U.S. stocks rose on Tuesday, with equities regaining some footing after the prior day's rout that shaved more than 300 points off the Dow Jones Industrial Average.
"Today is just a bounce. I don't think there is really that much behind it, other than some bargain hunters stepping in," said Robert Pavlik, chief market strategist at Banyan Partners.
Starting with the manufacturing report out a China a few weeks ago, and continuing with trouble in other emerging-market countries including Turkey and Argentina, "put it all together, and it's a good excuse to sell some stocks and get this correction going," said Pavlik, who believes the decline did not end with Monday's rout.
Equities maintained their gains after data had factory orders falling 1.5 percent in December after a 1.5 percent gain in November.
Economic reports on Wednesday were more likely to be market moving, with the ADP employment report coming ahead of Friday's nonfarm payrolls report for January. Another report on the services sector could shed light on a portion of the economy that is less sensitive to weather.
Microsoft shares climbed after it named Satya Nadella as its chief executive officer. Yum Brands rose after the fast-food retailer posted quarter profit that exceeded expectations. Michael Kors Holdings surged after the handbag and accessories retailer hiked its profit and sales outlook. J.C. Penney shares fell sharply, turning course on premarket gains, after the retailer reported a modest gain in quarterly comparable sales but offered no details on gross profit margin. JPMorgan and Sterne Agee reduced the target price of the stock.
"There is some discretionary spending going on, if there is a company that personifies discretionary spending," said Pavlik of the results posted by Michael Kors.
After a 109-point rise, and a brief dip into negative terrain, the Dow Jones Industrial Average added 72.44 points, or 0.5 percent, to 15,445.24, and halted a four-session run of triple-digit moves, three of them to the downside.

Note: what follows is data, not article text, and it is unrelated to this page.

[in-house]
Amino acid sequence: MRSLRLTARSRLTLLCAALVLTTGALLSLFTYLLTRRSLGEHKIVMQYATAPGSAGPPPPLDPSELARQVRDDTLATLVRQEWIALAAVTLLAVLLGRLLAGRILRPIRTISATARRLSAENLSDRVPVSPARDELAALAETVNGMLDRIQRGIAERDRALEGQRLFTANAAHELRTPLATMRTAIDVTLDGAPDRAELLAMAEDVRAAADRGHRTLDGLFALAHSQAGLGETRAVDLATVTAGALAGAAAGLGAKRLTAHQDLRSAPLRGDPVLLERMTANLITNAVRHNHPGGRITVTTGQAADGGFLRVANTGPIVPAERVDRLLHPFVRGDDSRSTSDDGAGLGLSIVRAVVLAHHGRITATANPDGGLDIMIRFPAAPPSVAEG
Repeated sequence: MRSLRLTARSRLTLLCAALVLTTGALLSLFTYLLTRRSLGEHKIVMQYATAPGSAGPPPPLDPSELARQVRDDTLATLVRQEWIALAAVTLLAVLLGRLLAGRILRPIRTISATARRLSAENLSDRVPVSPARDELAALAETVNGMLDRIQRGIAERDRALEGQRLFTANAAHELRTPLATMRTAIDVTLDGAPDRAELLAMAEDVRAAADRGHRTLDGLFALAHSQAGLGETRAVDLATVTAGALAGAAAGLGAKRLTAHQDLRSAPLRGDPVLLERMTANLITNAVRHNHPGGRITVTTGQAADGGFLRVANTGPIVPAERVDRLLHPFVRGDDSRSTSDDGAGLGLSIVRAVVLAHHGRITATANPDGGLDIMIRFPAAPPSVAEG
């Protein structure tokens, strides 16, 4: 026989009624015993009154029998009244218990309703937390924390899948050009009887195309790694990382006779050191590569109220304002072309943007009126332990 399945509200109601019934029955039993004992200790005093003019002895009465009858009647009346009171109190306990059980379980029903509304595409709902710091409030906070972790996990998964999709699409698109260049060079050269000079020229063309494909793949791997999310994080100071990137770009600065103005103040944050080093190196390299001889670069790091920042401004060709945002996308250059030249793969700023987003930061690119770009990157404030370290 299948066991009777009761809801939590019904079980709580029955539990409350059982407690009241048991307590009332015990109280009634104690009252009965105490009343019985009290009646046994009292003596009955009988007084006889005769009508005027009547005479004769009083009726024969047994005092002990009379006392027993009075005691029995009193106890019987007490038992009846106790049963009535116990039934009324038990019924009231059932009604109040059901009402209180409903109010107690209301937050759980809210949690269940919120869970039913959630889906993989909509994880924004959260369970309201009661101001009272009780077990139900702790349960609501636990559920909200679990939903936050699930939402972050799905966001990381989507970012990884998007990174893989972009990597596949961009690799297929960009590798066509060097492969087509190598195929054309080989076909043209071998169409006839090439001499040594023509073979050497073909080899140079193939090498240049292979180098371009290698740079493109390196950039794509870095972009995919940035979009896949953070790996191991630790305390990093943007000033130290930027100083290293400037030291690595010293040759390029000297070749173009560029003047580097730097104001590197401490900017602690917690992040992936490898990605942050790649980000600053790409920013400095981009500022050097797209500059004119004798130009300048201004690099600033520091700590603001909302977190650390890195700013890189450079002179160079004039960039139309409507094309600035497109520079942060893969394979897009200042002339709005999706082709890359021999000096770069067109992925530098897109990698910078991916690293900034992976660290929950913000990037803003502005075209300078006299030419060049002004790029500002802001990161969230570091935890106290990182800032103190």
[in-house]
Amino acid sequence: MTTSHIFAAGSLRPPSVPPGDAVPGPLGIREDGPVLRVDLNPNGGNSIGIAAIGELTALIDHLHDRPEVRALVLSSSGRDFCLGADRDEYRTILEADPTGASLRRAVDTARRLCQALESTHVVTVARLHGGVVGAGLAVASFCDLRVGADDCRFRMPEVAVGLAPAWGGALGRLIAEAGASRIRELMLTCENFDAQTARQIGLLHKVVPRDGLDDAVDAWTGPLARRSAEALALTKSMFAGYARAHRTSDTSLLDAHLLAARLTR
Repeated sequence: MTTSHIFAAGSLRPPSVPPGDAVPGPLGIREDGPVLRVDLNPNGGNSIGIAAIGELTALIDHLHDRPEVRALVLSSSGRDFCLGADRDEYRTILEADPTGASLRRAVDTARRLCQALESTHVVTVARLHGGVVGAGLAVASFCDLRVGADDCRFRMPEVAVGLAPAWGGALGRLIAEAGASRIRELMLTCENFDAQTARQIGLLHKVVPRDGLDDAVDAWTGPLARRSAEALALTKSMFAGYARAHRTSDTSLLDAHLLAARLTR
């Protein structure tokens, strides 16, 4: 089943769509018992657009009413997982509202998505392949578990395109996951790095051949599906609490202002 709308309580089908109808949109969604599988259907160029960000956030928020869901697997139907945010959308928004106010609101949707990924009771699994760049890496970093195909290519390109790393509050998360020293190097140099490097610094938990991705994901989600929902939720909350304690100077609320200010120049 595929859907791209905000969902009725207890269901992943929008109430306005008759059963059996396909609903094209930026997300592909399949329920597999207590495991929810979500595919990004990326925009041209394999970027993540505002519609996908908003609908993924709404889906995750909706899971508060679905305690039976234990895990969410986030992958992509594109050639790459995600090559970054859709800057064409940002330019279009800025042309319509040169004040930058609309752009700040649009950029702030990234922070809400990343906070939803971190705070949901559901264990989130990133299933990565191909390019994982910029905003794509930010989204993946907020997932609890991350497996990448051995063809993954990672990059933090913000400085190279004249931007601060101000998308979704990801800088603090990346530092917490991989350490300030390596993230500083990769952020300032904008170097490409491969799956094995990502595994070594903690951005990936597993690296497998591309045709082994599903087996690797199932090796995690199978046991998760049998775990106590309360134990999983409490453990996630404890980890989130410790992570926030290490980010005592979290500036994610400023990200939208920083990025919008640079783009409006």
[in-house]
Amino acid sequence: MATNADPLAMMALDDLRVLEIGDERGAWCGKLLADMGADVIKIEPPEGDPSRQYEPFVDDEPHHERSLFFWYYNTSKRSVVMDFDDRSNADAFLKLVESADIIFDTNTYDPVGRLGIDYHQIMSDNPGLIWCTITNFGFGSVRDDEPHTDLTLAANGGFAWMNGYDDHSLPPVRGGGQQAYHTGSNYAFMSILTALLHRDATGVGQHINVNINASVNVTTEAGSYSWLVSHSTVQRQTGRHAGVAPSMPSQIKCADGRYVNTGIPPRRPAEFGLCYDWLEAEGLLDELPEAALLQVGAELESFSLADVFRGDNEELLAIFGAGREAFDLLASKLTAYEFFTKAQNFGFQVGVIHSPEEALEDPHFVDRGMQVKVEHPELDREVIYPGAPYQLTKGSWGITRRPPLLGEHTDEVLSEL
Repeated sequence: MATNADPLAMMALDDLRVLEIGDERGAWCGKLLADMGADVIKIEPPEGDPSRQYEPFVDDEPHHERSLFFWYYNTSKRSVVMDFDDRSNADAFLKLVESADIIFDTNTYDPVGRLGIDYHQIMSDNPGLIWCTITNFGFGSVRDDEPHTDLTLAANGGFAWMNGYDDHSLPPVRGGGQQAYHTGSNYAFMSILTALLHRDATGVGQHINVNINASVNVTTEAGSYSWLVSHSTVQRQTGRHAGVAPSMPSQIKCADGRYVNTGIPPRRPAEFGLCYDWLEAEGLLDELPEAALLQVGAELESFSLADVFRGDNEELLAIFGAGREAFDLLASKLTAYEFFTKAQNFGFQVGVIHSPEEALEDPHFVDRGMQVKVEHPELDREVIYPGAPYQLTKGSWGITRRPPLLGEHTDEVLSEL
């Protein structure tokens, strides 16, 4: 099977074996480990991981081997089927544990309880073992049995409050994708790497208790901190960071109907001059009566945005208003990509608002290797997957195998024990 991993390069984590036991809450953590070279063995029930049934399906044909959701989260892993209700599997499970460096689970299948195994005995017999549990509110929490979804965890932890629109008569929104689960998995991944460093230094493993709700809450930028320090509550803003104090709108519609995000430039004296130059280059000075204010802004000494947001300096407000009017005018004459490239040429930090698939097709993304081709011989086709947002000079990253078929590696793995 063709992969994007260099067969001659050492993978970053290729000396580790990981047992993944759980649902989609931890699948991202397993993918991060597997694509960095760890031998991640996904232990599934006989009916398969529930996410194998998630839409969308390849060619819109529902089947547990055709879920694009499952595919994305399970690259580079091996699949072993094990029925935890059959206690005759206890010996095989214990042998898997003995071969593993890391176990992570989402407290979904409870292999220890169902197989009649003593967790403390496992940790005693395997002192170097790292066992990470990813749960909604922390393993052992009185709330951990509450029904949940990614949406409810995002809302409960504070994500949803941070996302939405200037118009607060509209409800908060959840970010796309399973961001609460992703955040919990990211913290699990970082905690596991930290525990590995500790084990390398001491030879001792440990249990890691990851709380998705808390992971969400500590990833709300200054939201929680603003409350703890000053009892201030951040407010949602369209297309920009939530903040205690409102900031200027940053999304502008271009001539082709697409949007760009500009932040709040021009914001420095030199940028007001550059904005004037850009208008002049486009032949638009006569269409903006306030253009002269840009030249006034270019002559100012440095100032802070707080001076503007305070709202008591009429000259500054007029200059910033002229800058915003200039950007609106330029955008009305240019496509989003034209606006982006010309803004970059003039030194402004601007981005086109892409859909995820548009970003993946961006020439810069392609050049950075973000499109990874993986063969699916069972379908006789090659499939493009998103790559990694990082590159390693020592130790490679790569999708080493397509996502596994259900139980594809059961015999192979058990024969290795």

Consumer discretionary and telecommunications fared best and utilities lagged among the 10 major sectors on the S&P 500, which gained 13.31 points, or 0.8 percent, to 1,755.20.
The Nasdaq rose 34.56 points, or 0.9 percent, to 4,031.52
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For every share that fell, more than two gained on the New York Stock Exchange, where 836 million shares exchanged hands. Composite volume topped 4 billion.
The dollar edged higher against the currencies of major U.S. trading partners; the yield on the 10-year Treasury note used in figuring mortgage rates and other consumer loans rose 4 basis points to 2.625 percent.
U.S. stocks were hammered on Monday after a gauge of factory activity disappointed, increasing worries about the economy ahead of Friday's monthly jobs report.
On Tuesday, Fed Bank of Richmond President Jeffrey Lacker said the drop in global equities was unlikely to divert the Federal Reserve from its tapering of monthly asset purchases.
—By CNBC's Kate Gibson